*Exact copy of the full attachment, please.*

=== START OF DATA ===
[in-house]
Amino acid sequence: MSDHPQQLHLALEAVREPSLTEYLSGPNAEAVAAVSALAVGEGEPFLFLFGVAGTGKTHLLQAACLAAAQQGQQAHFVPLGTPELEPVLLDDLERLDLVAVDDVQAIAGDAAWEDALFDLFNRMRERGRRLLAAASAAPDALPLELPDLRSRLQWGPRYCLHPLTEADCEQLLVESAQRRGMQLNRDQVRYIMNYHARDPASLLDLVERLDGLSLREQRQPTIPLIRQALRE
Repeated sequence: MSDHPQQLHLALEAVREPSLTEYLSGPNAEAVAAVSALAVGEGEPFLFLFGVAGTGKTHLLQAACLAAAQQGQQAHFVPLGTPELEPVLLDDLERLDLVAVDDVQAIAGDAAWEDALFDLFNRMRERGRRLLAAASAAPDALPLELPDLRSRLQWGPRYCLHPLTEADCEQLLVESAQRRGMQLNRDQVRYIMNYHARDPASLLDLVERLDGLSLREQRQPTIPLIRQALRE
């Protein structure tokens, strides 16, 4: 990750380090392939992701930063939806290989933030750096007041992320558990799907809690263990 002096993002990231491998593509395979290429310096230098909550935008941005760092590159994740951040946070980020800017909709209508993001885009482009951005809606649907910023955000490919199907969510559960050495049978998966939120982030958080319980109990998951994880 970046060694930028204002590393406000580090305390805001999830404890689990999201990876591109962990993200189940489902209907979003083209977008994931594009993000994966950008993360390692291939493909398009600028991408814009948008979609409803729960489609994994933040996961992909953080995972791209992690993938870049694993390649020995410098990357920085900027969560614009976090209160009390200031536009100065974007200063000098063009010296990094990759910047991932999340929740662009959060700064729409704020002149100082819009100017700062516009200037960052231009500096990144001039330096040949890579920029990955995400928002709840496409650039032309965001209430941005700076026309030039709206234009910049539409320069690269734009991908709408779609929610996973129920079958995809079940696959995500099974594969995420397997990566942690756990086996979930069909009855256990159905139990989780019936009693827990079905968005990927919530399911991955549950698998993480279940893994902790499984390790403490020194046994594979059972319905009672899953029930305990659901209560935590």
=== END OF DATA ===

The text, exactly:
[in-house]
Amino acid sequence: MSDHPQQLHLALEAVREPSLTEYLSGPNAEAVAAVSALAVGEGEPFLFLFGVAGTGKTHLLQAACLAAAQQGQQAHFVPLGTPELEPVLLDDLERLDLVAVDDVQAIAGDAAWEDALFDLFNRMRERGRRLLAAASAAPDALPLELPDLRSRLQWGPRYCLHPLTEADCEQLLVESAQRRGMQLNRDQVRYIMNYHARDPASLLDLVERLDGLSLREQRQPTIPLIRQALRE
Repeated sequence: MSDHPQQLHLALEAVREPSLTEYLSGPNAEAVAAVSALAVGEGEPFLFLFGVAGTGKTHLLQAACLAAAQQGQQAHFVPLGTPELEPVLLDDLERLDLVAVDDVQAIAGDAAWEDALFDLFNRMRERGRRLLAAASAAPDALPLELPDLRSRLQWGPRYCLHPLTEADCEQLLVESAQRRGMQLNRDQVRYIMNYHARDPASLLDLVERLDGLSLREQRQPTIPLIRQALRE
């Protein structure tokens, strides 16, 4: 990750380090392939992701930063939806290989933030750096007041992320558990799907809690263990 002096993002990231491998593509395979290429310096230098909550935008941005760092590159994740951040946070980020800017909709209508993001885009482009951005809606649907910023955000490919199907969510559960050495049978998966939120982030958080319980109990998951994880 970046060694930028204002590393406000580090305390805001999830404890689990999201990876591109962990993200189940489902209907979003083209977008994931594009993000994966950008993360390692291939493909398009600028991408814009948008979609409803729960489609994994933040996961992909953080995972791209992690993938870049694993390649020995410098990357920085900027969560614009976090209160009390200031536009100065974007200063000098063009010296990094990759910047991932999340929740662009959060700064729409704020002149100082819009100017700062516009200037960052231009500096990144001039330096040949890579920029990955995400928002709840496409650039032309965001209430941005700076026309030039709206234009910049539409320069690269734009991908709408779609929610996973129920079958995809079940696959995500099974594969995420397997990566942690756990086996979930069909009855256990159905139990989780019936009693827990079905968005990927919530399911991955549950698998993480279940893994902790499984390790403490020194046994594979059972319905009672899953029930305990659901209560935590």